What does DNA

DNA (structure)

The Deoxyribonucleic acid (DNS, or English: deoxyribonucleic acid; DNA) is a long molecule (macromolecule) known as nucleic acid referred to as. It consists of sugars, phosphate groups (with a negative charge) and so-called nucleobases. These bases are the crucial building blocks for the nucleic acid: They are called adenine, cytosine, guanine and thymine and build an essential part of the DNA, namely the ’steps’ of the rope ladder. All but thymine also appear in the structure of RNA (ribonucleic acid). The base uracil replaces the thymine here, but does not appear in the structure of the DNA.

A nucleic base as the basic building block of DNA is first connected to a pentose (2-deoxyribose, sugar molecule with five carbon atoms). The resulting nucleoside is named after the respective base: adenosine, guanosine, thymidine, uridine and cytidine. In addition, a phosphate group is now bound to the nucleoside, creating a nucleotide. It is also named after the base involved: deoxy (because it is a base in DNA) guanosine (base sugar) monophosphate (a phosphate group). Together: deoxyguanosine monophosphate.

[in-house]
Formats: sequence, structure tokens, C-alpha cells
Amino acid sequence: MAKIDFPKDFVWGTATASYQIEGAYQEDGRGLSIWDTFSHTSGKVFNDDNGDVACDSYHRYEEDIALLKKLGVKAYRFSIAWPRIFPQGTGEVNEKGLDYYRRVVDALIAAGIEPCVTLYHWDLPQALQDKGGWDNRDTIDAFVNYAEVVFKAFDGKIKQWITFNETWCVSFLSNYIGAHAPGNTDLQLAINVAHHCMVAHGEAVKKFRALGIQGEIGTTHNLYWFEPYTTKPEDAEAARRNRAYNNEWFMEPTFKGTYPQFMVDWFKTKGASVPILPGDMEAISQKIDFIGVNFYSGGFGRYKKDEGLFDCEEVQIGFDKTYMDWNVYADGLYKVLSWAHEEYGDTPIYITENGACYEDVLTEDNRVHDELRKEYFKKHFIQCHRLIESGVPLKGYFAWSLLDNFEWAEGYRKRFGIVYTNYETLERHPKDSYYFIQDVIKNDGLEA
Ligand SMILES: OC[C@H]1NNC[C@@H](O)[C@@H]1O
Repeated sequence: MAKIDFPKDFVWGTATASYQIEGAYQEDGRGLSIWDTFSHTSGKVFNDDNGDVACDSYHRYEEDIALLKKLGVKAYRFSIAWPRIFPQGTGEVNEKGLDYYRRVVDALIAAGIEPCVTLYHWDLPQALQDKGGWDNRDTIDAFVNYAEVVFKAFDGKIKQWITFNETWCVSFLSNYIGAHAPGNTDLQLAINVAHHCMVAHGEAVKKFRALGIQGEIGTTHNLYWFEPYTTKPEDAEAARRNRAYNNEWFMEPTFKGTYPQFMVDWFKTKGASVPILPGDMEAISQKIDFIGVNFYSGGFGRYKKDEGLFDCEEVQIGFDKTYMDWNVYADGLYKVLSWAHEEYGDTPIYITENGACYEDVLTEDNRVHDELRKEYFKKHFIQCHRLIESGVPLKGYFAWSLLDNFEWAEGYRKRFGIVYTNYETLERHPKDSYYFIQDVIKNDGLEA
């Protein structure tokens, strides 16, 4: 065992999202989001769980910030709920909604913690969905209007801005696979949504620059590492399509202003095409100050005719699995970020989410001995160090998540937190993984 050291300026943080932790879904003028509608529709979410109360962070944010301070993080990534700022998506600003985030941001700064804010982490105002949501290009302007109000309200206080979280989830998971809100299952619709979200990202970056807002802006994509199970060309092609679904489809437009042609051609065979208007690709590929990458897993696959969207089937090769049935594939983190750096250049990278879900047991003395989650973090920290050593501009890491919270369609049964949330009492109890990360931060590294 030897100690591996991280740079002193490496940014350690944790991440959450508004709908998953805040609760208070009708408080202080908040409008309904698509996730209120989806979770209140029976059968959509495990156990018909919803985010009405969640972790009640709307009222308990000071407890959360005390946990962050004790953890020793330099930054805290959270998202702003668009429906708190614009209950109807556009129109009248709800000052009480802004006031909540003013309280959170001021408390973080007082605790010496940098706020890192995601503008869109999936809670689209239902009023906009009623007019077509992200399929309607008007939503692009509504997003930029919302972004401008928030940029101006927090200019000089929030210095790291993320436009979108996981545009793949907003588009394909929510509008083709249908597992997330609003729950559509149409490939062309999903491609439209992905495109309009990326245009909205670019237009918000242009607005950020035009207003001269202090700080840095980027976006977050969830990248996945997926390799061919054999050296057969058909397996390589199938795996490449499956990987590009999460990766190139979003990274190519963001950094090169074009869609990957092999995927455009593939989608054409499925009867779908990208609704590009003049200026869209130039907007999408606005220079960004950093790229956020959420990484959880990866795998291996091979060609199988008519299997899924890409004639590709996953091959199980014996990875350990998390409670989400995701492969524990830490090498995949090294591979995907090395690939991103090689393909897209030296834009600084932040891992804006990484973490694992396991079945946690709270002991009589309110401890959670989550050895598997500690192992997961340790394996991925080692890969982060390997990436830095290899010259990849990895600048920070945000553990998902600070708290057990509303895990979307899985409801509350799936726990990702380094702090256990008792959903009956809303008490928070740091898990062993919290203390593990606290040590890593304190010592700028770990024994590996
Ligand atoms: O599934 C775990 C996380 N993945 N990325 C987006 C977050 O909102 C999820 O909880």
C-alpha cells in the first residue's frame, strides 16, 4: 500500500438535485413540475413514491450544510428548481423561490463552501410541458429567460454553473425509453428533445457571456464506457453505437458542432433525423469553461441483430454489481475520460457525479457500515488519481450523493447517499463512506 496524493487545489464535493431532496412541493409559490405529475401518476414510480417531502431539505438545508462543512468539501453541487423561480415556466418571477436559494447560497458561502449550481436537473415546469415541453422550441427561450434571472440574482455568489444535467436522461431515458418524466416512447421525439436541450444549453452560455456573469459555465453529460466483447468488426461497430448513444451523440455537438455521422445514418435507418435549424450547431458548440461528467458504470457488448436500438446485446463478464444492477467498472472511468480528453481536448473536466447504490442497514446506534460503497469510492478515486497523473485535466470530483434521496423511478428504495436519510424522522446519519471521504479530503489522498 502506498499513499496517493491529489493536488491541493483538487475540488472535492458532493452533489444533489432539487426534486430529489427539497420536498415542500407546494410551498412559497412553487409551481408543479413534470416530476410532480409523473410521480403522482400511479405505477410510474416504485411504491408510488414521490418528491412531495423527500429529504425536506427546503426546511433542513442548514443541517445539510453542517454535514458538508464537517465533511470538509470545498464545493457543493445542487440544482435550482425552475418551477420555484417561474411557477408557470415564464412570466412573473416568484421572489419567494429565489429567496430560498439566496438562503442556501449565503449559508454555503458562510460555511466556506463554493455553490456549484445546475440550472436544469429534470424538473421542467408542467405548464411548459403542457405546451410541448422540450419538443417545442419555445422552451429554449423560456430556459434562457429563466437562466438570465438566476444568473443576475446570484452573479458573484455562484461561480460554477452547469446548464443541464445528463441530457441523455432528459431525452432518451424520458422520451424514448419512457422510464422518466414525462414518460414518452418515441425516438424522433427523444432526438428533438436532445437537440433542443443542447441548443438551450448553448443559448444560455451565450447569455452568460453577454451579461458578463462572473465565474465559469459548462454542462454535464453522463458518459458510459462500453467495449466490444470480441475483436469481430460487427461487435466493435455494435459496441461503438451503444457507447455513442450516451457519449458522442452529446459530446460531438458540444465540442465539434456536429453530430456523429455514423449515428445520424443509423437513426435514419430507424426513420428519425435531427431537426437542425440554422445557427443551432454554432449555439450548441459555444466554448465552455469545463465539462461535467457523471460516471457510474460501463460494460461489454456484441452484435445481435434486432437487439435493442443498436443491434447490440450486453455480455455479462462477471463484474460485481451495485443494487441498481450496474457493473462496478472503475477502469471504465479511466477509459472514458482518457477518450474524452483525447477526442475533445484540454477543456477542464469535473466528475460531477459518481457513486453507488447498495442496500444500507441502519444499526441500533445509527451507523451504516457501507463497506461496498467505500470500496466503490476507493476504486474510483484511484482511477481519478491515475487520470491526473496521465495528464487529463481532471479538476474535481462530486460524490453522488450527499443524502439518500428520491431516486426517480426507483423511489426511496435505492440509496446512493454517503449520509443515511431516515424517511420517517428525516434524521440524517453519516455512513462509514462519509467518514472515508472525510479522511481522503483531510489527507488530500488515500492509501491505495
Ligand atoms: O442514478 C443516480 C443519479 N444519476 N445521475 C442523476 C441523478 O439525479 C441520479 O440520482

There are four nucleotides in total, all of which are assembled as described above. The two strands of DNA are assembled from these four different nucleotides. This is why these strands are also known as polynucleotide strands. The nucleotides are linked to each other on the 3rd and 5th carbon atom, i.e. on the 3 'and 5' area. The designations 3 'and 5' refer to the carbon atoms of the pentoses, which are numbered from one to five. ’Stands for carbon atom. Therefore, a DNA strand always has a 3 'and a 5' end. It is important that these ends are opposite so that a 5 'and a 3' end can be found at each end of a double helix.

The nucleotides are arranged in such a way that the bases point to the “middle”, ie represent the rungs of the rope ladder. The bases always form the same pairs: adenine and thymine as well as guanine and cytosine.